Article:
The old woman would still be alive if she had just stayed inside.
Stefan clawed at his sweat-soaked blanket. She haunted him every night. Damned locals. It was their own fault. If they didn’t sabotage the supply lines, the soldiers wouldn’t need to requisition food from the villagers. Requisition. Steal. Stefan didn’t care. He was hungry. Her farm looked abandoned. The doors on the dilapidated barn came off the hinges with little more than a pull. Inside there were an emaciated cow, two goats and a few chickens. Pathetic. Stefan balked when Ivan ordered him to search the attic—he was sure to break his neck if the stairs collapsed. But orders were orders. One bag of wormy grain. Wasted effort.
When they came back outside, there she was. Feet spread, hands balled into fists, wrinkled mouth twisted with determination. Faded sunflowers on her stained brown dress. They would have laughed and been on their way. Except for the wolf at her side. No tail, mangy fur, ribs sticking out. Yellow eyes. Stefan’s bullet went straight through its head, splattering blood and bone on the sunflowers. The old woman bared her teeth and charged him. Ivan finished her with his bayonet, but not before she tore a chunk out of Stefan’s hand. She lay bleeding out while they set fire to the buildings; the desiccated wood lit up like tinder. A warning to any other old fool who decided not to cooperate. Her eyes were fixed on Stefan as they left, muttering her death curse. Crazy witch. Let the wolves feed on her corpse.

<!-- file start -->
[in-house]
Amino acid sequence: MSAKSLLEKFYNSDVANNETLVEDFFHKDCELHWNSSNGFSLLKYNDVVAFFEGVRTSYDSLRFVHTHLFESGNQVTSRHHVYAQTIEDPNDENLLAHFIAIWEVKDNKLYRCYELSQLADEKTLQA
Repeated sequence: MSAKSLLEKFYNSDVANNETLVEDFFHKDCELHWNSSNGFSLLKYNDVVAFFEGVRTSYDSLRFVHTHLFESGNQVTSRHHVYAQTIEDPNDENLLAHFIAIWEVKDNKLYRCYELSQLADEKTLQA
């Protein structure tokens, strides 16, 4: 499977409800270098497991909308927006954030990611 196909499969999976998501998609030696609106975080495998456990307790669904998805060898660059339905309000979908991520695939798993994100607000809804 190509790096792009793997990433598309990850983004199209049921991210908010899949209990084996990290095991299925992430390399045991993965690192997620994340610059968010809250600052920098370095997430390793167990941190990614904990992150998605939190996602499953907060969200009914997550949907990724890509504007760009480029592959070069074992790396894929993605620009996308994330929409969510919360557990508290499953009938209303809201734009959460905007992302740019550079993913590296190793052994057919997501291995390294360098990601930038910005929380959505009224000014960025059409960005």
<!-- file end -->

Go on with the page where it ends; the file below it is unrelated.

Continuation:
The dream always ended there. Not tonight. He was alone in the forest, naked on all fours, twigs and stones rough against his limbs. Fever burned through his veins. Yellow eyes glowed between the trees; he was surrounded. Malevolent howling erupted, biting his eardrums, reverberating through his brain. A hoary female approached: the pack leader. She sniffed his face, her muzzle wet, her breath heavy with coppery blood. She licked the wound on his hand and bared her teeth in a snarling grin. Clamping Stefan’s nape in her jaws, she dragged him along the forest floor. Then she lay beside him and began to chew the skin off his scalp. Stefan squirmed but the other wolves held him firm, gnawing on his arms and legs. Torment spread through every nerve, taking Stefan to the very edge of consciousness. But he did not black out. There was something—ecstatic—to the feeling. Enveloped by the pack, their primal scent overwhelming his senses, their warmth becoming his warmth, he was enraptured. They weren’t killing him; they were reshaping him.
Stefan’s eyes snapped open, and he bolted upright, his chest heaving. Ivan stood at the end of the cot, staring at him. They didn’t ask about each other’s dreams anymore. Ivan pulled on his shirt. “Time for patrol.” Stefan’s stomach was growling. It was always growling. He bit off a piece of dry jerky. The last of the old woman’s cow. More gristle than meat. He unwrapped the dirty bandage to check on his hand. Ivan’s nose wrinkled and he turned away in disgust. It refused to heal. Filthy hag. Stefan took a swig of vodka, then poured some on the wound to clean away the yellow discharge. He stopped. There was something new inside the wound. A dark patch. It looked like—fur. It must be the hunger. He was sure he’d been hallucinating for days now. He wrapped it in a fresh bandage before Ivan could look.
“Ivan, why bother with patrols? Everyone fled before we came, there’s no one left but a few farmers. Most of them are too long in the tooth to be any threat.” Stefan’s stomach moaned. “If we don’t get food soon, we won’t be much threat to them either,” he grumbled under his breath.